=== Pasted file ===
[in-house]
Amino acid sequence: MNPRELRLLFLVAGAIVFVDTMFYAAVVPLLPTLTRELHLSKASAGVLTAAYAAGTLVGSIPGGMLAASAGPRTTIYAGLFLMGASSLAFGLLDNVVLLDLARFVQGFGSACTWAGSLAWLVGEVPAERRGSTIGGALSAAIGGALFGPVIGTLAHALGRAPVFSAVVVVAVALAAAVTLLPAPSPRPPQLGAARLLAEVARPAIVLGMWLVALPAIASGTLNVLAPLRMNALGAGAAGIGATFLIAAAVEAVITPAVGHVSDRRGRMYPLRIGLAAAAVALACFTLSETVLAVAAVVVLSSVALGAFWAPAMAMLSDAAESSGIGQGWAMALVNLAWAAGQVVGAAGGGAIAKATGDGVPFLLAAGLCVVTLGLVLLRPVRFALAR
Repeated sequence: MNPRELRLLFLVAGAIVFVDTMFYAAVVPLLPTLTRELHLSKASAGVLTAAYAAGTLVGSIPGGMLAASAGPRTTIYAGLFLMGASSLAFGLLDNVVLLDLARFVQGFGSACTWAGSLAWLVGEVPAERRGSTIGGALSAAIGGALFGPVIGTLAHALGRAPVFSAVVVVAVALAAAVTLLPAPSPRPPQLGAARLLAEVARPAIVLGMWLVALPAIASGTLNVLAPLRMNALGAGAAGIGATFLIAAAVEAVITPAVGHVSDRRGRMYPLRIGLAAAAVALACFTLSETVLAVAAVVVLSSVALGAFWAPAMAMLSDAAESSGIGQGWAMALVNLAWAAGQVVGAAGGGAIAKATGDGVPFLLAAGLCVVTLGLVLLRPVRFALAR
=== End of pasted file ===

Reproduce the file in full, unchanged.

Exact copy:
[in-house]
Amino acid sequence: MNPRELRLLFLVAGAIVFVDTMFYAAVVPLLPTLTRELHLSKASAGVLTAAYAAGTLVGSIPGGMLAASAGPRTTIYAGLFLMGASSLAFGLLDNVVLLDLARFVQGFGSACTWAGSLAWLVGEVPAERRGSTIGGALSAAIGGALFGPVIGTLAHALGRAPVFSAVVVVAVALAAAVTLLPAPSPRPPQLGAARLLAEVARPAIVLGMWLVALPAIASGTLNVLAPLRMNALGAGAAGIGATFLIAAAVEAVITPAVGHVSDRRGRMYPLRIGLAAAAVALACFTLSETVLAVAAVVVLSSVALGAFWAPAMAMLSDAAESSGIGQGWAMALVNLAWAAGQVVGAAGGGAIAKATGDGVPFLLAAGLCVVTLGLVLLRPVRFALAR
Repeated sequence: MNPRELRLLFLVAGAIVFVDTMFYAAVVPLLPTLTRELHLSKASAGVLTAAYAAGTLVGSIPGGMLAASAGPRTTIYAGLFLMGASSLAFGLLDNVVLLDLARFVQGFGSACTWAGSLAWLVGEVPAERRGSTIGGALSAAIGGALFGPVIGTLAHALGRAPVFSAVVVVAVALAAAVTLLPAPSPRPPQLGAARLLAEVARPAIVLGMWLVALPAIASGTLNVLAPLRMNALGAGAAGIGATFLIAAAVEAVITPAVGHVSDRRGRMYPLRIGLAAAAVALACFTLSETVLAVAAVVVLSSVALGAFWAPAMAMLSDAAESSGIGQGWAMALVNLAWAAGQVVGAAGGGAIAKATGDGVPFLLAAGLCVVTLGLVLLRPVRFALAR